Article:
Charles Sanford "Charlie" Babbit is a self-centered Los Angeles-based automobile dealer/hustler/bookie who is at war with his own life. Charlie, as a young teenager, used his father's 1949 Buick convertible without permission and as a result, he went to jail for two days on account that his father reported it stolen. It is then that Charlie learns that his estranged father died and left him from his last will and testament a huge bed of roses and the car while the remainder will of $3 Million goes into a trust fund to be distributed to someone. Charlie seemed pretty angry by this and decides to look into this matter. It seems as if that "someone" is Raymond, Charlie's unknown brother, an autistic savant who lives in a world of his own, resides at the Walbrook Institute. Charlie then kidnaps Raymond and decides to take him on a lust for life trip to the west coast as a threat to get the $3 Million inheritance. Raymond's acts and nagging, including repeated talks of "Abbott & Costello",...Written by
Christopher Howell (Ckhowell75360@aol.com)
The Amarillo, Texas motel scene was actually filmed at the Big 8 Motel in El Reno, Oklahoma. The motel maintained the sign used in the film that read: "Amarillo's Finest".Before the motel closed down, guests sometimes requested to stay in the same room where Raymond and Charlie stayed, room #117. The motel has since been demolished. See more »
According to the EPA's 420 publication, Importing Vehicles and Engines into the United States, in 1998 the EPA allowed owners a one-time exemption for importing their foreign cars into the U.S. The EPA does not meet car buyers at the docks, and the idea that Charlie would have had to have the engine modifications right there is ridiculous. Charlie could have easily gotten his one-time EPA waiver for his four Lamborghini's; thus, his having to pay a $10,000 modification for each car before leaving the dock is completely without merit. In the worst case, at the time Charlie could have taken delivery of the vehicles and sold them to the prospective owners, the latter of which was THEIR responsibility to follow EPA guidelines, since Charlie was only a middleman, a broker, which could have also had any required modifications deferred to a later time. Consequently, Charlie's constant and frantic phone calls back to his home base about the cars "becoming legal" were totally unnecessary. See more »
Now it's five and a half weeks and I'm still sitting on four Lamborghinis that can't meet spot emissions standards. Now, how many times you wash out with EPA?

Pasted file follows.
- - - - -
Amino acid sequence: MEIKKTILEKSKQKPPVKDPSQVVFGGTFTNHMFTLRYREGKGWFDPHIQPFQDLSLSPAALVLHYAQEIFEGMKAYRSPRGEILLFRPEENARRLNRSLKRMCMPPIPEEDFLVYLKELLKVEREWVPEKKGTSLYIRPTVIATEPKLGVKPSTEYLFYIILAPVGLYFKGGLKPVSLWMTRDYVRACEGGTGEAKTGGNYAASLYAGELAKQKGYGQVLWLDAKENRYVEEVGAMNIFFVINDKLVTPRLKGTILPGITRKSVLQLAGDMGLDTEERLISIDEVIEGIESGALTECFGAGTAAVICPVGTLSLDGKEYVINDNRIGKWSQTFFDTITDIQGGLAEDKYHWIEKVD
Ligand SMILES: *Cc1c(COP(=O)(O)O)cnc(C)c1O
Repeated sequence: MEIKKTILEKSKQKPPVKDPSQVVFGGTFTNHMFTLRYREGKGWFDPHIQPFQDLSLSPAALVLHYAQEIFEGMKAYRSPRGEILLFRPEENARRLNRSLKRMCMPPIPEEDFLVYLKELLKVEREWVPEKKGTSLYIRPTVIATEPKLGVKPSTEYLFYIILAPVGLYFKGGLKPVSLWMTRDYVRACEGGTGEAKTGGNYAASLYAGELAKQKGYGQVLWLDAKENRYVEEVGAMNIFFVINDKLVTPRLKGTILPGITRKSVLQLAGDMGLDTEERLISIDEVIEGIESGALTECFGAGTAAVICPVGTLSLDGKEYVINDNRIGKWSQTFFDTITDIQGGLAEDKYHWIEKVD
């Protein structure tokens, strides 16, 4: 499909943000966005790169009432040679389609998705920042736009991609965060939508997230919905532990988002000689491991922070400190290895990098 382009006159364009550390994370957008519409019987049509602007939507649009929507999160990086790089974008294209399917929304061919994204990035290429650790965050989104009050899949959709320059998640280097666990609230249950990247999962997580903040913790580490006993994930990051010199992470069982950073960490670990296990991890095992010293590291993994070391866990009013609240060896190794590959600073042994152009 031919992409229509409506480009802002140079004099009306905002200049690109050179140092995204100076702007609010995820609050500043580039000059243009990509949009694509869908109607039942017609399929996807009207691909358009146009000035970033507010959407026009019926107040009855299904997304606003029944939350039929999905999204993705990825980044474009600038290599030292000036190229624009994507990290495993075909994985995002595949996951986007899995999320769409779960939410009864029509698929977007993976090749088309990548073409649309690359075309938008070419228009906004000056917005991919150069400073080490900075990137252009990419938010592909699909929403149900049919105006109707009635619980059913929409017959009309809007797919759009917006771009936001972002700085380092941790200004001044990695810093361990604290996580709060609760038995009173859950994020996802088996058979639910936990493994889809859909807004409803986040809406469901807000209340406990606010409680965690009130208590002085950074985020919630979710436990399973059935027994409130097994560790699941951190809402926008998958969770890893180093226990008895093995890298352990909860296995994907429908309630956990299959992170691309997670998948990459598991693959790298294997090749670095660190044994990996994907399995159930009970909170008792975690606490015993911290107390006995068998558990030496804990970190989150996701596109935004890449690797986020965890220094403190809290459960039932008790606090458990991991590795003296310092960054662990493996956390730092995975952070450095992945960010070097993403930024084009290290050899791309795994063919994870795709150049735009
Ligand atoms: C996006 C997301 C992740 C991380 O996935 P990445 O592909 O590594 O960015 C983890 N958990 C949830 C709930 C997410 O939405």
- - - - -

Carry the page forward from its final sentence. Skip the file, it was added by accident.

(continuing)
[on a separate line]
Uh, yes sir, they're finally, uh, clearing EPA; uh, just one or two more days.
Three times? You're really on a roll here, my friend; four cars, three times each - that's zip for twelve. What are you, a... mechanic, or a NASA engineer? Now listen, now, I told you I've never dealt with these ...
See more »
Throughout the movie, Raymond is taking pictures. The pictures that he takes are shown as the background for the credits. See more »
Most airline versions of the film completely cut out the discussion of crash statistics. The reference to Qantas being the only international airline to have a perfect service record was deleted from the in-flight version of the movie by all international airlines except for Qantas. See more »
I was thinking of the way different movies seem to be good. Some have lots of action, others a bunch of special-effects. But then it strikes you, that what represents real depth, real quality is when a movie can be good without those features. When it's the dialogue, the story and the acting that strikes you. This film has really only two characters, all others play only minor roles (Cruise's girlfriend has some importance though). Two characters basically, and one dialogue - that's all you need when you've got a script as good as this, and two such great actors. Only that is brilliant. But this film also has such fine, very true episodes, small stories in the larger film. One example is when Ray watches court TV with the working class woman and her many children out in the countryside...it's such a fine picture, just outstanding. ALL IN ALL A GREAT FILM!
74 of 96 people found this review helpful.
Was this review helpful to you?
| Report this